We look forward to updating you on their progress after this season’s fieldwork concludes in September. In the meantime, thank you for all you do to help multi-year conservation studies like this one. Together, we are making a real difference in the fight to sustain our planet, one species, one donation, and one day at a time.

With gratitude,

Heather Wilcox
Director of Annual Giving
978-450-1208
hwilcox@earthwatch.org

P.S. Remember, you don't just have to read about this research from afar... you can dive into the action as an Earthwatch research volunteer! Please follow the link below to see which teams are accepting volunteers for 2019 and 2020.

 

** All photos provided courtesy of Annabelle Brooks **

A successful snorkel chase!
A successful snorkel chase!
Heading back to shore to collect measurements
Heading back to shore to collect measurements
A turtle infected with the FP virus
A turtle infected with the FP virus
Each turtle is returned to its capture location
Each turtle is returned to its capture location
Earthwatchers also collect trash from the beach
Earthwatchers also collect trash from the beach

Links:

A sea turtle is carefully tagged
A sea turtle is carefully tagged

Last month, Earthwatch’s Tracking Sea Turtles in the Bahamas expedition completed research activities in its 5th season, which ran from February – September. During this time, nearly 50 volunteers worked alongside Lead Scientist Annabelle Brooks and her staff to collect important data on the health and behaviors of juvenile sea turtles in the Bahamas. These observations are helping scientists and wildlife managers better understand how sea turtles choose their feeding sites in order to protect them during this critical life stage.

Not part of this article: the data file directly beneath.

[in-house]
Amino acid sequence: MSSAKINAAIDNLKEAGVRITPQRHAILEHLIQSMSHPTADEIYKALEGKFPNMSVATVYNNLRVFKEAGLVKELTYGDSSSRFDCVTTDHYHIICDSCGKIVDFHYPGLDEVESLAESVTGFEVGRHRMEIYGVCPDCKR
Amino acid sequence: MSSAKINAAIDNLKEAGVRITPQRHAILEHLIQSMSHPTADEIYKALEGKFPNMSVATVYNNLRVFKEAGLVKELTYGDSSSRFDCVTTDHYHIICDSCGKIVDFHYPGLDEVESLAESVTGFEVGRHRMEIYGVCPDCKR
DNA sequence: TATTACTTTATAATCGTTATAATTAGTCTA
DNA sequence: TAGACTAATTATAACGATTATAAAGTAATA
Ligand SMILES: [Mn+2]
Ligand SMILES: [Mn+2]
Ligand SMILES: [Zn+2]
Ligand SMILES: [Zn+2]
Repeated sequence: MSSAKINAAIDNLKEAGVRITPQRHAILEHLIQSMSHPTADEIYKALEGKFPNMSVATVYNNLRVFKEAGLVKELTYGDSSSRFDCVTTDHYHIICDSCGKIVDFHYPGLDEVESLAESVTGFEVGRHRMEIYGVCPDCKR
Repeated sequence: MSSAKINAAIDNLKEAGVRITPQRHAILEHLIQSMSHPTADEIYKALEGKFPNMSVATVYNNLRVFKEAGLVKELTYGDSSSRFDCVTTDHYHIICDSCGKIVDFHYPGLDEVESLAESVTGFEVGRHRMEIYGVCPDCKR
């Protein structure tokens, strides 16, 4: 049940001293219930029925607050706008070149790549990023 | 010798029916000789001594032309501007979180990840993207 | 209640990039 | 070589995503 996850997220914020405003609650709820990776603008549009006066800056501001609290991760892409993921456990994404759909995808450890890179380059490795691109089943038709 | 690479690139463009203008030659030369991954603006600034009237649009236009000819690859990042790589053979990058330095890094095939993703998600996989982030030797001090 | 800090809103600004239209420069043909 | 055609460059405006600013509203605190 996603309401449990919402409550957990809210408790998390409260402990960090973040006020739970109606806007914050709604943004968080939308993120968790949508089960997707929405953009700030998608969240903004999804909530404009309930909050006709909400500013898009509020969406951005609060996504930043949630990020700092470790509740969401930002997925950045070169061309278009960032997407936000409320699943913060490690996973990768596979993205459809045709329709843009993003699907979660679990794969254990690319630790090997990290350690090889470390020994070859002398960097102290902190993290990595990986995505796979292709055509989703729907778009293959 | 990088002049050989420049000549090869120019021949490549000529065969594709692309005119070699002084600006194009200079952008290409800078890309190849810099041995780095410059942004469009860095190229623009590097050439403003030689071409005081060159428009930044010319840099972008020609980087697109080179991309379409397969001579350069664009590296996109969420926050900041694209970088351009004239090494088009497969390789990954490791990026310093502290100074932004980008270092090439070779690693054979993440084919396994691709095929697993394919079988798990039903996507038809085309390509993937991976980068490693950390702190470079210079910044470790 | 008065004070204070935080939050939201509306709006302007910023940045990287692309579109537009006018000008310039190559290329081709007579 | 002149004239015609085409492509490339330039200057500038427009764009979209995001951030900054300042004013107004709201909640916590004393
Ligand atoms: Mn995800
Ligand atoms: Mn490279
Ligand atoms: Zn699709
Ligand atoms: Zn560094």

With the continued support of generous donors like you, Dr. Brooks was able to expand her research this year to neighboring Abaco and Andros islands. In 2019, Earthwatch volunteers will also collect data on previously unstudied Exuma.

Do the turtles travel the hundred miles or so between islands? Will the turtles at each location exhibit the same foraging behaviors? What new insights might this expanded data set reveal? We hope to answer these questions and more following careful analysis over the next few months.

In the meantime, thank you for all you do to help multi-year conservation studies like this one. Together, we are making a real difference in the fight to sustain our planet, one species, one donation, and one day at a time.

Best wishes for a joyous holiday season,